At the center of these preliminary proceedings was the men’s team, goofing off together in clumps and trying to teach each other the Kid 'n Play kick step. When approached, they would gladly break off to sign an autograph or pose for a picture, always nonchalantly throwing two fingers up toward the camera. They seemed like nice kids, not too far removed from the ones they posed with who were trying to make their smiles look natural.

The team was scheduled to play a 20-minute scrimmage, and the seats in the stands were only about one-fifth filled. After the player introductions and T-shirt tossing, the pregame shootaround began. “Shoot” is a loose term; right away there were between-the-legs dunks with players hanging on the rims.

There have been suggestions that USC’s hiring of Enfield was an effort to capitalize on the success the Los Angeles Clippers had with their “Lob City” identity. Another, maybe better, comparison is Hollywood hiring a commercially untested, young indie director with an eye-catching arsenal of tricks in order to reboot a dying film franchise. The Trojans’ entire coaching staff is new. Of the 17 players on the roster, several are transfers and only eight are upperclassmen. There are other anomalies among their ranks, like a pair of Serbian forwards whose fathers played in Europe, and the first Indian American to play basketball for a BCS team. Even if none of it works, the press alone could generate huge box-office returns. To push the metaphor even further, the Trojan Tip-Off was like the Trojans’ teaser trailer; quick cuts of all the drop-your–Milk Duds/meme-generating highlights with none of the plot holes or clunky dialogue.

Before the scrimmage began, Enfield gave a brief and tame speech to the crowd, promising, “I guarantee this team will be fun to watch.”

And it was. Alley-oops went off like bottle rockets, and the pace was hectic. The best moment may have come toward the end, when buoyant senior J.T. Terrell tried to set himself up with a bounce pass off the glass but was thwarted by Omar Oraby, a 7-foot-2 senior from Egypt, who intercepted the ball, then took it coast to coast before putting down a gangly dunk.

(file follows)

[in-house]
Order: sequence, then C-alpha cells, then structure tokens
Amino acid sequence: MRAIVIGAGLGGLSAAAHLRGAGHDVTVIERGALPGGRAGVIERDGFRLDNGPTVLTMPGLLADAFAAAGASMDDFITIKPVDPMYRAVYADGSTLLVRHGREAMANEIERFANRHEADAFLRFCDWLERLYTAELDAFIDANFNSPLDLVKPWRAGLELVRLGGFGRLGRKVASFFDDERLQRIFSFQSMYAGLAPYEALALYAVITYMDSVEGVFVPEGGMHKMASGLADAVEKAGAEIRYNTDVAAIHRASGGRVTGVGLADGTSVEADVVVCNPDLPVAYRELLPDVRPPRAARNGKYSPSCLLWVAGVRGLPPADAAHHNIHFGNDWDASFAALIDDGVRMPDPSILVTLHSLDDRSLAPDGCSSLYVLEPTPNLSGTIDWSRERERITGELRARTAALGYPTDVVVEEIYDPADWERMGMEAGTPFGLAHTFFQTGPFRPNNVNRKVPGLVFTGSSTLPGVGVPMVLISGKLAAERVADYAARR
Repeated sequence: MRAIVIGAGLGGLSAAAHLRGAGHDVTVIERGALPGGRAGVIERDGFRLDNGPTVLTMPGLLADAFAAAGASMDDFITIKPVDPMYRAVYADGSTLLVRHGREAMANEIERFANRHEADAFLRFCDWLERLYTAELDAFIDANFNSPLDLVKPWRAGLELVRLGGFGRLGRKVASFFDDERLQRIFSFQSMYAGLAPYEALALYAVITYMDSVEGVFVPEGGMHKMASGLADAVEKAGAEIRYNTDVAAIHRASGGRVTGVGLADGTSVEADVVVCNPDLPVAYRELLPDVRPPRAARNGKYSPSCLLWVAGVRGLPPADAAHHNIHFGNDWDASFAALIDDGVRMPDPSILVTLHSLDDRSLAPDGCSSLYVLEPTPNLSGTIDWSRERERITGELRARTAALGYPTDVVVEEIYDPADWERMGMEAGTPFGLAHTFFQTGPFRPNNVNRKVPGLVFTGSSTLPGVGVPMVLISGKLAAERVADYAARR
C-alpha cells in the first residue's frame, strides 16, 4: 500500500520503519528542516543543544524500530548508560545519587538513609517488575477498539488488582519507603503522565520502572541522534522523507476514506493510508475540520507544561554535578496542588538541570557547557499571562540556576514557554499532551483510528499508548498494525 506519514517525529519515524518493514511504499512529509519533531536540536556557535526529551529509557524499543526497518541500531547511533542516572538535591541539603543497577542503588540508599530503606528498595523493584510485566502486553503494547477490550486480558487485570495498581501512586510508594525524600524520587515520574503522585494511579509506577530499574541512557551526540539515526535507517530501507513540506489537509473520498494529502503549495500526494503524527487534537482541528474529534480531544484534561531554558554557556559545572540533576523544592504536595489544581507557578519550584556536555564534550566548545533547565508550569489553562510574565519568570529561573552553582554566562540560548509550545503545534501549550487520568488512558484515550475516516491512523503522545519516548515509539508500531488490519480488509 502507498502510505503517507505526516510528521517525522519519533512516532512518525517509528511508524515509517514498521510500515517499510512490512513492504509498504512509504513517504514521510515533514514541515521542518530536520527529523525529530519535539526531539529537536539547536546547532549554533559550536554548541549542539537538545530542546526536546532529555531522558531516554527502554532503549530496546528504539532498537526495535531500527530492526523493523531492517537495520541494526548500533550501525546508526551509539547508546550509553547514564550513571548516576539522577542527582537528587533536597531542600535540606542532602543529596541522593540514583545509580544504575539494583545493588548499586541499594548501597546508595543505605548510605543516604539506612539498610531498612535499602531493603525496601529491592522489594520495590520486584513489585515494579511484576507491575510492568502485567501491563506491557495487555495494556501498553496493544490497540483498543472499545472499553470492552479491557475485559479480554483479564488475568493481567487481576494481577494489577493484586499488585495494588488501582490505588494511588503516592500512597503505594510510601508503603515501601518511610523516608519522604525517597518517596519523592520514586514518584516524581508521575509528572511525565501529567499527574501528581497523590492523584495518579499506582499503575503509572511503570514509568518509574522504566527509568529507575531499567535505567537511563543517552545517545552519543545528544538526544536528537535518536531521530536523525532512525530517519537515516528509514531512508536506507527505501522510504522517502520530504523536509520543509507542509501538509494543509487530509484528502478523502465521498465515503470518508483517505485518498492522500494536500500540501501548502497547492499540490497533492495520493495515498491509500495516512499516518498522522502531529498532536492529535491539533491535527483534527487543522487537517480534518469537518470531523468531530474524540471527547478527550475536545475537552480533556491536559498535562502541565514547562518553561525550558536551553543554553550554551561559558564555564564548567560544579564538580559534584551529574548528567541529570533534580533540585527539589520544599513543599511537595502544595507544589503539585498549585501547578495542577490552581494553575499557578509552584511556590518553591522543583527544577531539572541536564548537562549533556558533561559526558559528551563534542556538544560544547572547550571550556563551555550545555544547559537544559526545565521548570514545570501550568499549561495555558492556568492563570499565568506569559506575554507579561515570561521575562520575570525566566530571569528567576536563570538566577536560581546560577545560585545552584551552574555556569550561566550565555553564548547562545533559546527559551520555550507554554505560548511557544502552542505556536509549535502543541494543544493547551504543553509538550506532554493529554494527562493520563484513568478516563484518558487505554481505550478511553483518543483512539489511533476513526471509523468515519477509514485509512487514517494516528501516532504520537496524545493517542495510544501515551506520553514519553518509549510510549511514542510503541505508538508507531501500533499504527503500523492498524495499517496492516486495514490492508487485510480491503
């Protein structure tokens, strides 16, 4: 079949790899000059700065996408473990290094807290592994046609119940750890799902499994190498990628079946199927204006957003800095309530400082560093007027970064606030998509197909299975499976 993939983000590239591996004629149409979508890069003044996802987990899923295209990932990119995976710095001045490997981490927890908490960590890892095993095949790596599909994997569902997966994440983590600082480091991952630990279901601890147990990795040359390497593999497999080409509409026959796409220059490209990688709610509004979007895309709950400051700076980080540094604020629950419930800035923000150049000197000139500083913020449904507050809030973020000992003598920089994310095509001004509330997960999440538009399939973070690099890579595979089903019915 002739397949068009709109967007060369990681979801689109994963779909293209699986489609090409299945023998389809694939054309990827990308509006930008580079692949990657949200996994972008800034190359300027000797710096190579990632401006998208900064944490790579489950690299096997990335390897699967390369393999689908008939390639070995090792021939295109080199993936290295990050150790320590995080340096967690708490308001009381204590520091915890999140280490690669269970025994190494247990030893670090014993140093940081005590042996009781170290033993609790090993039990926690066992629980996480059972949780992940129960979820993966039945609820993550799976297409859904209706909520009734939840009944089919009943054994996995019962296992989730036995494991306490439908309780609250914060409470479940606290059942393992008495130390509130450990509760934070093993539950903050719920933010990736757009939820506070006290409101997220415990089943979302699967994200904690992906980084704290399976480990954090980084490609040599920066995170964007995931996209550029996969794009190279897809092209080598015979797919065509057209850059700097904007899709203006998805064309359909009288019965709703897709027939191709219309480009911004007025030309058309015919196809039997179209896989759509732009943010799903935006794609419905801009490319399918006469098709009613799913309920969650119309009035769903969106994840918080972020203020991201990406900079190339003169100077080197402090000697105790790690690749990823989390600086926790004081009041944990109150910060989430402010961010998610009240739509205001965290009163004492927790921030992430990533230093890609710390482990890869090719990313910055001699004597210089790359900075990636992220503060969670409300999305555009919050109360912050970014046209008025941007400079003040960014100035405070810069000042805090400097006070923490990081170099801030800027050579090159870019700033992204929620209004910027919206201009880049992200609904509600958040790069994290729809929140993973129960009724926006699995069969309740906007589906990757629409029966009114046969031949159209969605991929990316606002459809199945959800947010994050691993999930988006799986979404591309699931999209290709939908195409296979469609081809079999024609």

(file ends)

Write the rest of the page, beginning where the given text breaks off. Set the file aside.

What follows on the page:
Just below one of the baskets, a group of 12 or so guys in shorts and flip-flops watched the game. They were all members of the Trojan Knights, a student group that supports the school’s athletic teams and has been around since 1921.

After the scrimmage they talked dutifully — with the practice of sports commentators — about the team’s potential and how the excitement on the court will transfer to the crowds. They explained how they’re looking to brand a student section behind the basket called “The Enzone,” with a picture of Coach Enfield’s head standing in for the “O.” They acknowledged that not much was expected from the team this season.

“Being ranked 11th out of 12 in the Pac-12 is definitely the biggest slap in the face you can get,” said senior Max Reza. “I don’t know how good this team can be, but I think this team can be competitive.”

As much as they were excited about Enfield, they didn’t overlook the actual players on the floor. “[UNLV transfer] Katin Reinhardt came up and introduced himself to us before the game,” said junior Konrad Mueller. “There’s a lot more personable players like that.”

And maybe that’s it. As you get older, you realize you’re mainly watching basketball to admire the way people can effortlessly and marvelously do things you can’t. But the USC scrimmage made you want to play, to get on the court and chuck up a 3 for the hell of it. Because if they’re going to leave you open, you might as well take it.

Eric Ducker is a writer and editor living in Los Angeles.

Filed Under: College Basketball, USC